Friday, June 21, 2024

Second caravan of about 2,000 migrants enters Mexico, heads north

A second migrant caravan made up of as many as 2,000 Central Americans entered Mexico yesterday and began the long march towards the United States border.

The migrants, including many women and children, crossed the Suchiate river, which divides Guatemala from the southern state of Chiapas, and defied a heavy Federal Police presence.

As they waded across the murky river, a police helicopter hovered overhead, creating a strong downwash that made crossing difficult and dangerous.

A 25-year-old Honduran man was swept away by the current and was pulled unconscious from the river before being revived by CPR administered by Federal Police and marines.

Once the migrants reached the Mexican side of the border, they were surrounded by police and immigration agents.

National Immigration Institute (INM) commissioner Gerardo Elías García told them they wouldn’t be detained but had to go to immigration offices to formally register their entry into Mexican territory.

To avoid the possibility of another clash similar to the one on Sunday that left one Honduran man dead, Mexican officials allowed the migrants to leave the immigration office at around 2:00pm to start their journey on foot towards the city of Tapachula, about 40 kilometers away.

The interior secretary said in a statement yesterday that two Honduran men were arrested after one of them attempted to shoot at Federal Police in the town of Ignacio Zaragoza, near the border crossing.

However, the gun failed to fire and no agents were injured, the statement said.

With regard to the death of 26-year-old Henry Díaz Reyes, the Honduran government issued a statement yesterday calling for an investigation into what happened amid differing versions of events from the migrants and Mexican authorities.

“As a government, we reject any form of criminalization and violence against migrants and we request that the incident be investigated,” the Honduran foreign department said.

According to the migrants, Díaz was shot in the head by Federal Police with a rubber bullet as they launched an assault on a border barrier that prevented them from entering Mexico.

However, Interior Secretary Alfonso Navarrete Prida said Sunday that police deployed to the border area didn’t have firearms or any weapons that could fire rubber bullets.

The migrants, however, did have weapons, including guns and molotov cocktails, Navarrete charged.

Meanwhile, representatives of the first caravan of migrants, currently in Oaxaca, yesterday demanded “safe and dignified” transport to Mexico City for its 4,000 exhausted members fleeing poverty and violence in their homelands.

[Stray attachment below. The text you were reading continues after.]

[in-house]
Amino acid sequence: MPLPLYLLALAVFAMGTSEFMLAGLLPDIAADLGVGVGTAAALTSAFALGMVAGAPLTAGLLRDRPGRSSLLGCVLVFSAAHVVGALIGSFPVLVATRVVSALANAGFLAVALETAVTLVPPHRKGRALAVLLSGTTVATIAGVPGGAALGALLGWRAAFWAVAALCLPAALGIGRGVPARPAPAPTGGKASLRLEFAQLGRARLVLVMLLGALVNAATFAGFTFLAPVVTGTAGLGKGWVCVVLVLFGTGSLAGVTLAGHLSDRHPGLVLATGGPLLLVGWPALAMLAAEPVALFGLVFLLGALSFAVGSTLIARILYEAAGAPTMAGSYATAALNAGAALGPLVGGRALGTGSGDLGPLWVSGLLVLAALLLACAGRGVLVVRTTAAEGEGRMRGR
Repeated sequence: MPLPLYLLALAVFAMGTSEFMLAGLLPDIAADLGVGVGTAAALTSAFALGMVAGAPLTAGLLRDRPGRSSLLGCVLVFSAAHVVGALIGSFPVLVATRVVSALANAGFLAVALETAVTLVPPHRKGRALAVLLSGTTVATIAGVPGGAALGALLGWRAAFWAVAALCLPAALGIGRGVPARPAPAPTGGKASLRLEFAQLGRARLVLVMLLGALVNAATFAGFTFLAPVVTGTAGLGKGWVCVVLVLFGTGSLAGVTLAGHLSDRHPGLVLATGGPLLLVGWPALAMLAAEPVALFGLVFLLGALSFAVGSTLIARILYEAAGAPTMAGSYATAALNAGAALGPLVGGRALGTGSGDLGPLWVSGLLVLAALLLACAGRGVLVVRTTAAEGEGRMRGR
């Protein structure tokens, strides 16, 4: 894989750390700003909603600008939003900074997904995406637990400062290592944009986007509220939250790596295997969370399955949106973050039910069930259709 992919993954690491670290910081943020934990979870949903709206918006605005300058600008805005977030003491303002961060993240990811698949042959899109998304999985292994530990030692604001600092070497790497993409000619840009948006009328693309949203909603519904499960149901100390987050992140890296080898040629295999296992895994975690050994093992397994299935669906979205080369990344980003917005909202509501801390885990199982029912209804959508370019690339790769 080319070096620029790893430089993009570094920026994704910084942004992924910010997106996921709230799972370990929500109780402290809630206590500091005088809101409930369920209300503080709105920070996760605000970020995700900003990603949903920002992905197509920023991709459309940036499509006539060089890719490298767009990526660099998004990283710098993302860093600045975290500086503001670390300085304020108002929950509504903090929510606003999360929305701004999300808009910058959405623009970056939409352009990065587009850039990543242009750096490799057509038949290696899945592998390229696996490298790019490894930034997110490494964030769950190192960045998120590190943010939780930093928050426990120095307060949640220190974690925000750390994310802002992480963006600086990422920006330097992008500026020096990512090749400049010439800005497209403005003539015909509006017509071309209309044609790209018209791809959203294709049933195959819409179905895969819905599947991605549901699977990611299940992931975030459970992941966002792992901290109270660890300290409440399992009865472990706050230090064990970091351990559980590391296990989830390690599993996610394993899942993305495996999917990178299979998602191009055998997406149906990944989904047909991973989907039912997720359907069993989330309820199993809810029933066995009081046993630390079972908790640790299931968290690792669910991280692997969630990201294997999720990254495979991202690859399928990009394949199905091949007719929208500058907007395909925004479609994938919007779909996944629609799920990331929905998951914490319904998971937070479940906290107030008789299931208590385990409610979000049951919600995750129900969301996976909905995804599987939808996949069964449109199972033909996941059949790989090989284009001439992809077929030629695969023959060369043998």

Residents of Zanatepec, Oaxaca, organized vehicles to transport the migrants to Santiago Niltepec yesterday but the federal government has not shown any inclination to assist the caravan with their transit through Mexico.

Instead, the government announced an assistance program offering shelter, medical attention, schooling and jobs to the Central American migrants but only if they remained in either Chiapas or Oaxaca.

Migrant advocacy group Pueblos Sin Fronteras (People Without Borders) has said that it hopes to meet with federal lawmakers and authorities in Mexico City as well as members of the incoming government to discuss migrant rights and the future of the caravan.

Today, the first caravan planned to walk to Juchitán, the commercial hub of the Isthmus of Tehuantepec region.

Many migrants remain determined to reach the Mexico-United States border where they intend to apply for asylum despite U.S. President Trump’s threats to stop them at the border.

However, an increasing number of exhausted migrants are becoming disheartened by the long distance still left to travel and appear likely to return home or seek to stay in Mexico.

Hasiel Isamar Hernandez, a 28-year-old mother of three, told the Associated Press that when she heard from her husband that her three-year-old daughter back home had stopped eating because she missed her mother, she knew it was time to turn around.

“Of the friends that I have been with, all want to go back,” she added.

While some migrants have already returned to their country of origin and more look set to do so, others are only in the early stages of their journey.

El Salvador’s immigration agency said that a group of Salvadoran migrants including children and adolescents that entered Guatemala Sunday numbered around 500.

Source: El Universal (sp), Fox News (en), Associated Press (en)  

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